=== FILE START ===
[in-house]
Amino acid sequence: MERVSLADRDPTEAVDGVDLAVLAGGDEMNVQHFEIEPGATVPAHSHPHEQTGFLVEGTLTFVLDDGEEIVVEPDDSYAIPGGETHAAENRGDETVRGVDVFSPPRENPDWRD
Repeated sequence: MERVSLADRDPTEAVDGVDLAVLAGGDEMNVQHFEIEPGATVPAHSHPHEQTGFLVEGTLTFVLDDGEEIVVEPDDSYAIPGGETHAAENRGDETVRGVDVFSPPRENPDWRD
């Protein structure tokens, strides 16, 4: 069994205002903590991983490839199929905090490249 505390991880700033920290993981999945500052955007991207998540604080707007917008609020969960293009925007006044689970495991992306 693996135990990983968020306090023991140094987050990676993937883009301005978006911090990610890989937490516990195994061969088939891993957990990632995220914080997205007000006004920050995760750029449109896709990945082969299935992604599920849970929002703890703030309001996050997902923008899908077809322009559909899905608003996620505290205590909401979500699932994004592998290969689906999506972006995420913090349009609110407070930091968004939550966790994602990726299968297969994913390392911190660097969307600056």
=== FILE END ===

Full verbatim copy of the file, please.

[in-house]
Amino acid sequence: MERVSLADRDPTEAVDGVDLAVLAGGDEMNVQHFEIEPGATVPAHSHPHEQTGFLVEGTLTFVLDDGEEIVVEPDDSYAIPGGETHAAENRGDETVRGVDVFSPPRENPDWRD
Repeated sequence: MERVSLADRDPTEAVDGVDLAVLAGGDEMNVQHFEIEPGATVPAHSHPHEQTGFLVEGTLTFVLDDGEEIVVEPDDSYAIPGGETHAAENRGDETVRGVDVFSPPRENPDWRD
């Protein structure tokens, strides 16, 4: 069994205002903590991983490839199929905090490249 505390991880700033920290993981999945500052955007991207998540604080707007917008609020969960293009925007006044689970495991992306 693996135990990983968020306090023991140094987050990676993937883009301005978006911090990610890989937490516990195994061969088939891993957990990632995220914080997205007000006004920050995760750029449109896709990945082969299935992604599920849970929002703890703030309001996050997902923008899908077809322009559909899905608003996620505290205590909401979500699932994004592998290969689906999506972006995420913090349009609110407070930091968004939550966790994602990726299968297969994913390392911190660097969307600056």